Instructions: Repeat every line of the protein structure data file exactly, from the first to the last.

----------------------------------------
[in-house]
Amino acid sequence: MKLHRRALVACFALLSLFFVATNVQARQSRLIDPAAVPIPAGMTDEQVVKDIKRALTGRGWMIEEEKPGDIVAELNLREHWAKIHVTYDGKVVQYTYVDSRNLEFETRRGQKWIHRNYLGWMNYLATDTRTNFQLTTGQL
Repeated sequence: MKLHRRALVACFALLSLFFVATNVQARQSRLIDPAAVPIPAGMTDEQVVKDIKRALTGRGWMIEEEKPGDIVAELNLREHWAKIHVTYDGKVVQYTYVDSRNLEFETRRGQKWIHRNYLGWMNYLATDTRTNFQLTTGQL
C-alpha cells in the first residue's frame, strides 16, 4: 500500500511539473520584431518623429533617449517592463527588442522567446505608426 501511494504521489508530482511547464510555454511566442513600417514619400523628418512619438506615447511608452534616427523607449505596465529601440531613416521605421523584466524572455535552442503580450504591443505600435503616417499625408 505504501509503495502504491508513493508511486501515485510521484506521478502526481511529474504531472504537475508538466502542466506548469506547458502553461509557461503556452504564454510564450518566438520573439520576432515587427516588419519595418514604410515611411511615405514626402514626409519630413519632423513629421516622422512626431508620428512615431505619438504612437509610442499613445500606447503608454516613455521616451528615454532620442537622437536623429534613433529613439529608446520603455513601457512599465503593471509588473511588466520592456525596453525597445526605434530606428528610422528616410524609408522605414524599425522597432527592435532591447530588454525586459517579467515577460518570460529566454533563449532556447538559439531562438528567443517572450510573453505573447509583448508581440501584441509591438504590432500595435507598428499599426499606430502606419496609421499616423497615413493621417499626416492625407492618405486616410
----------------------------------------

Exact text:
[in-house]
Amino acid sequence: MKLHRRALVACFALLSLFFVATNVQARQSRLIDPAAVPIPAGMTDEQVVKDIKRALTGRGWMIEEEKPGDIVAELNLREHWAKIHVTYDGKVVQYTYVDSRNLEFETRRGQKWIHRNYLGWMNYLATDTRTNFQLTTGQL
Repeated sequence: MKLHRRALVACFALLSLFFVATNVQARQSRLIDPAAVPIPAGMTDEQVVKDIKRALTGRGWMIEEEKPGDIVAELNLREHWAKIHVTYDGKVVQYTYVDSRNLEFETRRGQKWIHRNYLGWMNYLATDTRTNFQLTTGQL
C-alpha cells in the first residue's frame, strides 16, 4: 500500500511539473520584431518623429533617449517592463527588442522567446505608426 501511494504521489508530482511547464510555454511566442513600417514619400523628418512619438506615447511608452534616427523607449505596465529601440531613416521605421523584466524572455535552442503580450504591443505600435503616417499625408 505504501509503495502504491508513493508511486501515485510521484506521478502526481511529474504531472504537475508538466502542466506548469506547458502553461509557461503556452504564454510564450518566438520573439520576432515587427516588419519595418514604410515611411511615405514626402514626409519630413519632423513629421516622422512626431508620428512615431505619438504612437509610442499613445500606447503608454516613455521616451528615454532620442537622437536623429534613433529613439529608446520603455513601457512599465503593471509588473511588466520592456525596453525597445526605434530606428528610422528616410524609408522605414524599425522597432527592435532591447530588454525586459517579467515577460518570460529566454533563449532556447538559439531562438528567443517572450510573453505573447509583448508581440501584441509591438504590432500595435507598428499599426499606430502606419496609421499616423497615413493621417499626416492625407492618405486616410